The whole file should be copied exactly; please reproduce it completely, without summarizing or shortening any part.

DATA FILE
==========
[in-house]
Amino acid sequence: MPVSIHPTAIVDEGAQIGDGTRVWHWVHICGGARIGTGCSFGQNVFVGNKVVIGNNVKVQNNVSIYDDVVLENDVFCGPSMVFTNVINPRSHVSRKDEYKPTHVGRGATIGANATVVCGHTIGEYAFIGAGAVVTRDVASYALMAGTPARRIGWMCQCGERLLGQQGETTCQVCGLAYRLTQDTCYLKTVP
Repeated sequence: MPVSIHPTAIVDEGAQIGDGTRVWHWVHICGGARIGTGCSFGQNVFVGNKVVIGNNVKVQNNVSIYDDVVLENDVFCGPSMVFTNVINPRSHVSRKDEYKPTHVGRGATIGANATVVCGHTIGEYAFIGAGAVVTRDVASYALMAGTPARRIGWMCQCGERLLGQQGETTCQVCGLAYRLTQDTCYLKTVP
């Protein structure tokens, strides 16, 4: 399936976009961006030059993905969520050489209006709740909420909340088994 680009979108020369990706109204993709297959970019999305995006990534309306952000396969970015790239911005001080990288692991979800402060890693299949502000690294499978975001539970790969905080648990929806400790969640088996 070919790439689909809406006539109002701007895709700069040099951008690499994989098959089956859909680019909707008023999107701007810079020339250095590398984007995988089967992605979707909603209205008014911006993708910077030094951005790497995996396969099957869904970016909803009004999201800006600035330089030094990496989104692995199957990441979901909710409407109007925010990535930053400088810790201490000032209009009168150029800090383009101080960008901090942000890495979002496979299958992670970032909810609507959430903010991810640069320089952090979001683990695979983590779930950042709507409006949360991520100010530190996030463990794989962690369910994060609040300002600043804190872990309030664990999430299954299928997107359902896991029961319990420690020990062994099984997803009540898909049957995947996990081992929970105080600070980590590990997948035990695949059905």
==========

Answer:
[in-house]
Amino acid sequence: MPVSIHPTAIVDEGAQIGDGTRVWHWVHICGGARIGTGCSFGQNVFVGNKVVIGNNVKVQNNVSIYDDVVLENDVFCGPSMVFTNVINPRSHVSRKDEYKPTHVGRGATIGANATVVCGHTIGEYAFIGAGAVVTRDVASYALMAGTPARRIGWMCQCGERLLGQQGETTCQVCGLAYRLTQDTCYLKTVP
Repeated sequence: MPVSIHPTAIVDEGAQIGDGTRVWHWVHICGGARIGTGCSFGQNVFVGNKVVIGNNVKVQNNVSIYDDVVLENDVFCGPSMVFTNVINPRSHVSRKDEYKPTHVGRGATIGANATVVCGHTIGEYAFIGAGAVVTRDVASYALMAGTPARRIGWMCQCGERLLGQQGETTCQVCGLAYRLTQDTCYLKTVP
């Protein structure tokens, strides 16, 4: 399936976009961006030059993905969520050489209006709740909420909340088994 680009979108020369990706109204993709297959970019999305995006990534309306952000396969970015790239911005001080990288692991979800402060890693299949502000690294499978975001539970790969905080648990929806400790969640088996 070919790439689909809406006539109002701007895709700069040099951008690499994989098959089956859909680019909707008023999107701007810079020339250095590398984007995988089967992605979707909603209205008014911006993708910077030094951005790497995996396969099957869904970016909803009004999201800006600035330089030094990496989104692995199957990441979901909710409407109007925010990535930053400088810790201490000032209009009168150029800090383009101080960008901090942000890495979002496979299958992670970032909810609507959430903010991810640069320089952090979001683990695979983590779930950042709507409006949360991520100010530190996030463990794989962690369910994060609040300002600043804190872990309030664990999430299954299928997107359902896991029961319990420690020990062994099984997803009540898909049957995947996990081992929970105080600070980590590990997948035990695949059905």